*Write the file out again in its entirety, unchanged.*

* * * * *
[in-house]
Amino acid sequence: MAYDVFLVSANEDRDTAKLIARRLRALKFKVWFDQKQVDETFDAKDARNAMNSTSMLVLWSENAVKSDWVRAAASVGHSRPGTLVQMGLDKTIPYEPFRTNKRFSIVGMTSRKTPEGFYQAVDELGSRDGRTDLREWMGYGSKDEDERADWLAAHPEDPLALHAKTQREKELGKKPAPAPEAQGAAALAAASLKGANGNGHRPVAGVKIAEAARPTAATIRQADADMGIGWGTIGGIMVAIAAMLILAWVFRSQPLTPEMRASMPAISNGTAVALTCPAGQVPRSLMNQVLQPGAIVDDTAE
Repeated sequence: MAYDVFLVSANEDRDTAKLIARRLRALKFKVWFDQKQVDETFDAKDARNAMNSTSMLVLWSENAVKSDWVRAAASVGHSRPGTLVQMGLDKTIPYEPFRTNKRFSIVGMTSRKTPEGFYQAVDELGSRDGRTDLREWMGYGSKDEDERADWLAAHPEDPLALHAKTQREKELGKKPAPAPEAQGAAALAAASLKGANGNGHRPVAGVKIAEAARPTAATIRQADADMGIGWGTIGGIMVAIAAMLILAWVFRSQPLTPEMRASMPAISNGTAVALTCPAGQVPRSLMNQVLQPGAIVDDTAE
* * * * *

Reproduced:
[in-house]
Amino acid sequence: MAYDVFLVSANEDRDTAKLIARRLRALKFKVWFDQKQVDETFDAKDARNAMNSTSMLVLWSENAVKSDWVRAAASVGHSRPGTLVQMGLDKTIPYEPFRTNKRFSIVGMTSRKTPEGFYQAVDELGSRDGRTDLREWMGYGSKDEDERADWLAAHPEDPLALHAKTQREKELGKKPAPAPEAQGAAALAAASLKGANGNGHRPVAGVKIAEAARPTAATIRQADADMGIGWGTIGGIMVAIAAMLILAWVFRSQPLTPEMRASMPAISNGTAVALTCPAGQVPRSLMNQVLQPGAIVDDTAE
Repeated sequence: MAYDVFLVSANEDRDTAKLIARRLRALKFKVWFDQKQVDETFDAKDARNAMNSTSMLVLWSENAVKSDWVRAAASVGHSRPGTLVQMGLDKTIPYEPFRTNKRFSIVGMTSRKTPEGFYQAVDELGSRDGRTDLREWMGYGSKDEDERADWLAAHPEDPLALHAKTQREKELGKKPAPAPEAQGAAALAAASLKGANGNGHRPVAGVKIAEAARPTAATIRQADADMGIGWGTIGGIMVAIAAMLILAWVFRSQPLTPEMRASMPAISNGTAVALTCPAGQVPRSLMNQVLQPGAIVDDTAE